An official with the IDF 's Intelligence Directorate noted that Iran was still supplying ammunition to the Shiite group, stressing that Hezbollah chief Hassan Nasrallah is expected to continue to support Syrian President Bashar Assad.
- Hezbollah remains threat to Israel
- Nasrallah: Israel will be 'punished' for al-Laqqis' death
- Dead Hezbollah commander's offspring praise operative's legacy
"Hezbollah's resources are being damaged," the official said. "According to our estimates over 300 of the organization's operatives were killed so far, including those whose deaths were not reported.
"Furthermore," the official added, "thousands of the organization's members are working for Assad, including top commanders."
Hezbollah leader Nasrallah."Resources are being damaged" (Photo: AFP)
According to the source, however, Lebanon and other Arab nations are against Hezbollah's involvement in the Syrian war."
He added that Hezbolla's assistance to the Syrian regime is compromising Lebanon's stability and that a million Syrian refugees storming Lebanon have brought about financial constraints.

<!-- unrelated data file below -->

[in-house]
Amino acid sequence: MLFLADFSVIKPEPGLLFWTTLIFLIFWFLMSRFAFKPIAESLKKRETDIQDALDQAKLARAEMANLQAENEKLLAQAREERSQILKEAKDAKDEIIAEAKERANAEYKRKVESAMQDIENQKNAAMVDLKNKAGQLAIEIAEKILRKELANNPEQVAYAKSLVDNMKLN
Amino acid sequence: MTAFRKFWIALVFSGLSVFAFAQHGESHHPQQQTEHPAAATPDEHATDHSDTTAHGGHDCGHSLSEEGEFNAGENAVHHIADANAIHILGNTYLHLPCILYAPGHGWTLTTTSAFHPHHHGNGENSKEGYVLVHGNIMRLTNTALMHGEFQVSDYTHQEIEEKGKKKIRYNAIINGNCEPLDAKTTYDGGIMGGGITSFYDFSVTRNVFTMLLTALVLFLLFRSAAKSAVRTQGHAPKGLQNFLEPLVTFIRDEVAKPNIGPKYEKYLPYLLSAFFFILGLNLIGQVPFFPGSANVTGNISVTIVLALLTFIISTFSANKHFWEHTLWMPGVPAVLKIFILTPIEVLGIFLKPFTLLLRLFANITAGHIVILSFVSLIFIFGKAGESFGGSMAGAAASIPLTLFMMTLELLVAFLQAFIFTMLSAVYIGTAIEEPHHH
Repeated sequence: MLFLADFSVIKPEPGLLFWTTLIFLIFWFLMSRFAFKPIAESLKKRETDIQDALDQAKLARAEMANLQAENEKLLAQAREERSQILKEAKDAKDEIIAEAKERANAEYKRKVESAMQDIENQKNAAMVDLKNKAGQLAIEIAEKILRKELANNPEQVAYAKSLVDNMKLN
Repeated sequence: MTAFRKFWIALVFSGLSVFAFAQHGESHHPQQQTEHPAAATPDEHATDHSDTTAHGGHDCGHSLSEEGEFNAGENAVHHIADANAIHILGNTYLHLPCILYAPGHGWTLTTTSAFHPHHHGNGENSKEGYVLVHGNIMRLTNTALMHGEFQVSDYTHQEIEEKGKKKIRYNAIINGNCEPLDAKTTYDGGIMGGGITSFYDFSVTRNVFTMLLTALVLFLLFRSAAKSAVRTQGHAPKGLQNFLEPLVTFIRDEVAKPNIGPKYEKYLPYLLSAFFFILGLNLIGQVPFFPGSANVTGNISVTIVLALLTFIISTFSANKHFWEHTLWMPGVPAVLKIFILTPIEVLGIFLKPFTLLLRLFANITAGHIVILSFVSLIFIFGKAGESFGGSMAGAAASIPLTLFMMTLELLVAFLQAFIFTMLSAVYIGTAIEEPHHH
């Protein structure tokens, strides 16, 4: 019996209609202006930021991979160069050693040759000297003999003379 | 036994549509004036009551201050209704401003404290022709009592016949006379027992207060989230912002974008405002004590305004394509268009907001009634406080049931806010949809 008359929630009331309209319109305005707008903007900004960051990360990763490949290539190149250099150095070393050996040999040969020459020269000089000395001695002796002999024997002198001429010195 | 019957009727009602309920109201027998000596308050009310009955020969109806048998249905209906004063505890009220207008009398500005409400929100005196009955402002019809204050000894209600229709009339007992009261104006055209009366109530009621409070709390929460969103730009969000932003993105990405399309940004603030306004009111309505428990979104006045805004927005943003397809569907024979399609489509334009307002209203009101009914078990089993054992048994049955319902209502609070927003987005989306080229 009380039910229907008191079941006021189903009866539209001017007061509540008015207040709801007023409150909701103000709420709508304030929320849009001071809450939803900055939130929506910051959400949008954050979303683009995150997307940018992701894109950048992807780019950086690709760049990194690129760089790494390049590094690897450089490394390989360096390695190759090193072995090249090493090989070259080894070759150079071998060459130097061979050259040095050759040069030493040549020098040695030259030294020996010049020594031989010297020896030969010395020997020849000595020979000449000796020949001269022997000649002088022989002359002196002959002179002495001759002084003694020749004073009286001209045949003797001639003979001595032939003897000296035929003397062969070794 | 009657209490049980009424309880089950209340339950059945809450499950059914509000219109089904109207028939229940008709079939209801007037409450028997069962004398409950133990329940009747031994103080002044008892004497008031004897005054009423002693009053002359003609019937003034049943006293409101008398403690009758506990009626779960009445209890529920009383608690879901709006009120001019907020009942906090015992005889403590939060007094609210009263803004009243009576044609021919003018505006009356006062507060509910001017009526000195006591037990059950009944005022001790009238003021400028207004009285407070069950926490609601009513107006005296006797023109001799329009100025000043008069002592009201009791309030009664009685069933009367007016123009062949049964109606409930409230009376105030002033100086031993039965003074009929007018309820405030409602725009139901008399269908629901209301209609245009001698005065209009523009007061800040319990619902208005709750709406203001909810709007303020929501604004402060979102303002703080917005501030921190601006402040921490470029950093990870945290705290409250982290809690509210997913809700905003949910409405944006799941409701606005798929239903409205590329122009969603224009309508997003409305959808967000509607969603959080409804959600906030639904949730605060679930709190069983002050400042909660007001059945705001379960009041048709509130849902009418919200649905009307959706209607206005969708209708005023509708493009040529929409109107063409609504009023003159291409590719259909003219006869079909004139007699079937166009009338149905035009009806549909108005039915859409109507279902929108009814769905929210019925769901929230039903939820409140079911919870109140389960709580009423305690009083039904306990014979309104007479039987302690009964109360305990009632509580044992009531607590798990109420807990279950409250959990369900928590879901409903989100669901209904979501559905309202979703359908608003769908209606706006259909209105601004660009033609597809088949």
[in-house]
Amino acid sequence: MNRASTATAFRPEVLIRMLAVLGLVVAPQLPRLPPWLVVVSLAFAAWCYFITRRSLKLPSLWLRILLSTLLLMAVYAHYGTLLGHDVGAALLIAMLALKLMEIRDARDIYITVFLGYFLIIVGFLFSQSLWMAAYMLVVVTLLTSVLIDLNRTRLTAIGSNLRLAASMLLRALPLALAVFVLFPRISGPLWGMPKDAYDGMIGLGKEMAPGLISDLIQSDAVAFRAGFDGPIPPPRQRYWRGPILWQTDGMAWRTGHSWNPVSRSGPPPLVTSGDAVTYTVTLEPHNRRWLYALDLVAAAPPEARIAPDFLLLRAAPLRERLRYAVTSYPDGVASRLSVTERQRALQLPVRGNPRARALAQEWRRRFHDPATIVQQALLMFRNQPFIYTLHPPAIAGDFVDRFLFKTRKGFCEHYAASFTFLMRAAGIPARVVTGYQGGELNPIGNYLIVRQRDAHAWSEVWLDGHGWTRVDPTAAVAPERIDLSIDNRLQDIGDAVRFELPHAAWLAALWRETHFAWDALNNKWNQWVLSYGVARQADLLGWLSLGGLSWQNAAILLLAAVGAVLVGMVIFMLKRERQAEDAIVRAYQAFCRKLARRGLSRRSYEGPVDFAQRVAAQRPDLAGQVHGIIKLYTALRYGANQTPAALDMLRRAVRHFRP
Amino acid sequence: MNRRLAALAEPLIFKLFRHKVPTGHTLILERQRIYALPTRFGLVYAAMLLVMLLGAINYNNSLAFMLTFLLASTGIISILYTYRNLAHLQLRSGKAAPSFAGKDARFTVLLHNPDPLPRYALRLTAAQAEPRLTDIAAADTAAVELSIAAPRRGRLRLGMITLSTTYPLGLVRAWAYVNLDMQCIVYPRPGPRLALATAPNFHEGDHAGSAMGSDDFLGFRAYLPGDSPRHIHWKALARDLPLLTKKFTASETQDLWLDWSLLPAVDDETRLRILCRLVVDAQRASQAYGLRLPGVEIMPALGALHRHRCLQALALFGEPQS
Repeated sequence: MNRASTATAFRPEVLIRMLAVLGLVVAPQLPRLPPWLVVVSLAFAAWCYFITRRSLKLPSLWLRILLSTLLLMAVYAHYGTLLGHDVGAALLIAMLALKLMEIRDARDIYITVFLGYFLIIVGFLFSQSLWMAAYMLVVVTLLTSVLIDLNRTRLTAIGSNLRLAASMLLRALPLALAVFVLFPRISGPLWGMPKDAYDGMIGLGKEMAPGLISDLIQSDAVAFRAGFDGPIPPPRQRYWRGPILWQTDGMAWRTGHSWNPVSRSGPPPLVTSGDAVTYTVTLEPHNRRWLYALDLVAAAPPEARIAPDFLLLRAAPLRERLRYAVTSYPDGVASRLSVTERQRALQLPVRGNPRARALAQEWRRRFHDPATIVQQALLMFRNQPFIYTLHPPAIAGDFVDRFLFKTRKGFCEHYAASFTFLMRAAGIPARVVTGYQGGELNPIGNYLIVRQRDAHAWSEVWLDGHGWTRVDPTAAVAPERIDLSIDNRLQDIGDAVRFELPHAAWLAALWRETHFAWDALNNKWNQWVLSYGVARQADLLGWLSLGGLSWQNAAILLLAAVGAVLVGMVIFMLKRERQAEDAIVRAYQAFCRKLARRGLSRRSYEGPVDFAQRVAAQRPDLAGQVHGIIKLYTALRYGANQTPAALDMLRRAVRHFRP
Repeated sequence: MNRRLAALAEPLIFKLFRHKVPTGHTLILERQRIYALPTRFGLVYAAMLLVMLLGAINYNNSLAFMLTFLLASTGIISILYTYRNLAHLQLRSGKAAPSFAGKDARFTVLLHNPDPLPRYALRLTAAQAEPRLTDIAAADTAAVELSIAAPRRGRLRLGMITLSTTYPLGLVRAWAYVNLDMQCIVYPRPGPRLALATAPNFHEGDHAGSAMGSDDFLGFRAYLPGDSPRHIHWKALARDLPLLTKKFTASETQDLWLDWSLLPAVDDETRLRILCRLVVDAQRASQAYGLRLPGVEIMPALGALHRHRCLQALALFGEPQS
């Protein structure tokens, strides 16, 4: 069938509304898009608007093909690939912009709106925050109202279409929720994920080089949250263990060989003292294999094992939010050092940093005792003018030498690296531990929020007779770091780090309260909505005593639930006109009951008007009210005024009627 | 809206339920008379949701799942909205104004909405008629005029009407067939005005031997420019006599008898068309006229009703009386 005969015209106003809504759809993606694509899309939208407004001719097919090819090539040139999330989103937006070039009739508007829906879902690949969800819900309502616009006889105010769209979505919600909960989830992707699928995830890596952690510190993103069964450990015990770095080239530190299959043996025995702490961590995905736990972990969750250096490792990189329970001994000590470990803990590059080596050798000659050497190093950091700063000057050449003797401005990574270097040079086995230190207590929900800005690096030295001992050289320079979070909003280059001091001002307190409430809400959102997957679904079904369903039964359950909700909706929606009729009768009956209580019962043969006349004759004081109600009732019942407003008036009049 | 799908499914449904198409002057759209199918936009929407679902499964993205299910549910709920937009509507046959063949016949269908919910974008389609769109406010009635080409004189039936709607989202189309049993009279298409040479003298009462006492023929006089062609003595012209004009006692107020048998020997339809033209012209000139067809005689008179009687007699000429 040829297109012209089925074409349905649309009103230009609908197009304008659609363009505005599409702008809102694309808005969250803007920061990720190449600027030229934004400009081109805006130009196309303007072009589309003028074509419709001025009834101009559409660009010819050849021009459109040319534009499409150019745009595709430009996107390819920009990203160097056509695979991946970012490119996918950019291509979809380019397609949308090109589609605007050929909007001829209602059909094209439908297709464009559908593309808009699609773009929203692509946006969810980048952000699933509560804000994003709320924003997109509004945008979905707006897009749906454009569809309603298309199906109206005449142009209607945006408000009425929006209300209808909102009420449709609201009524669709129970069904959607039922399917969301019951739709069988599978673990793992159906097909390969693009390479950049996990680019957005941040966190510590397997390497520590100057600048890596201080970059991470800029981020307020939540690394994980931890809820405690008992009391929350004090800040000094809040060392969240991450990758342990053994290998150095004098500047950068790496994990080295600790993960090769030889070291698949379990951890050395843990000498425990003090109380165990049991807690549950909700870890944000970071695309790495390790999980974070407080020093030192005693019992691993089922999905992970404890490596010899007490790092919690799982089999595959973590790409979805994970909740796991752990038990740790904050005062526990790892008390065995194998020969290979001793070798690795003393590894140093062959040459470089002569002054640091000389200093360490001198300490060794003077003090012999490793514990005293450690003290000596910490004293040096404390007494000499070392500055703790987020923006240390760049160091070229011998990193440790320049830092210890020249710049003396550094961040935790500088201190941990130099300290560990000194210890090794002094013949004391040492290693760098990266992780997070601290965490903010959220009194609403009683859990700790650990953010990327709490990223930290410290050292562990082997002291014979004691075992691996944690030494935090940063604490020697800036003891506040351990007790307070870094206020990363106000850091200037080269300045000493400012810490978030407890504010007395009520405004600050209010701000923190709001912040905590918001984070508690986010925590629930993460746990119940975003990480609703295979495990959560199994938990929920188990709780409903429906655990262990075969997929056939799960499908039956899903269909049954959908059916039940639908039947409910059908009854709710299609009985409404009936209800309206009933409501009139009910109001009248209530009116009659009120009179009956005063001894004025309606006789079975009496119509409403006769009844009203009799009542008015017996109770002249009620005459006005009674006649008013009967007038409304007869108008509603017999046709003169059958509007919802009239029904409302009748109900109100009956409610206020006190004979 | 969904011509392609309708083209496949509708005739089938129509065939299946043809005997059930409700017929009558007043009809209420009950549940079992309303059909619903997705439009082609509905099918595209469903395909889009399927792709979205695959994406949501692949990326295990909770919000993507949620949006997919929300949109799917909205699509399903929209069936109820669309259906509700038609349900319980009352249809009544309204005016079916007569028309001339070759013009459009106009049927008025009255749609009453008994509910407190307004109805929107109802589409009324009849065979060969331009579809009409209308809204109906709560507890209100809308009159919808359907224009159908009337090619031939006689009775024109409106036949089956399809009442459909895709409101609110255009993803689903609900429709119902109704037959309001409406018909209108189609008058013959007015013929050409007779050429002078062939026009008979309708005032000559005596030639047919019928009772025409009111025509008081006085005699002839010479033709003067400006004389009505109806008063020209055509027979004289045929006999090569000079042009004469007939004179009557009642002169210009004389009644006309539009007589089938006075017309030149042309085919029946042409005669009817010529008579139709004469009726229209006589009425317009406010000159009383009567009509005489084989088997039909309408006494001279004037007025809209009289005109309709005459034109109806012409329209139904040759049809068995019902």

Syria death toll soars
Beyond Hezbollah deaths, the number of fatalities among Syrians is on the rise. A Syrian activist group said Sunday more than 500 people have been killed in the government's two-week aerial assault on opposition-held areas of the northern city of Aleppo and its suburbs.
President Assad's aircraft have pummeled rebel areas of the divided city since December 15, often with crude barrel bombs that cause massive damage upon impact.
The Britain-based Syrian Observatory for Human Rights said Sunday the aerial campaign killed at least 517 people, including 151 children and 46 women, as of midnight Saturday.
The Observatory monitors the conflict through a network of activists on the ground.
The Syrian government hasn't commented on the campaign.
AP contributed to this report
- Receive Ynetnews updates
directly to your desktop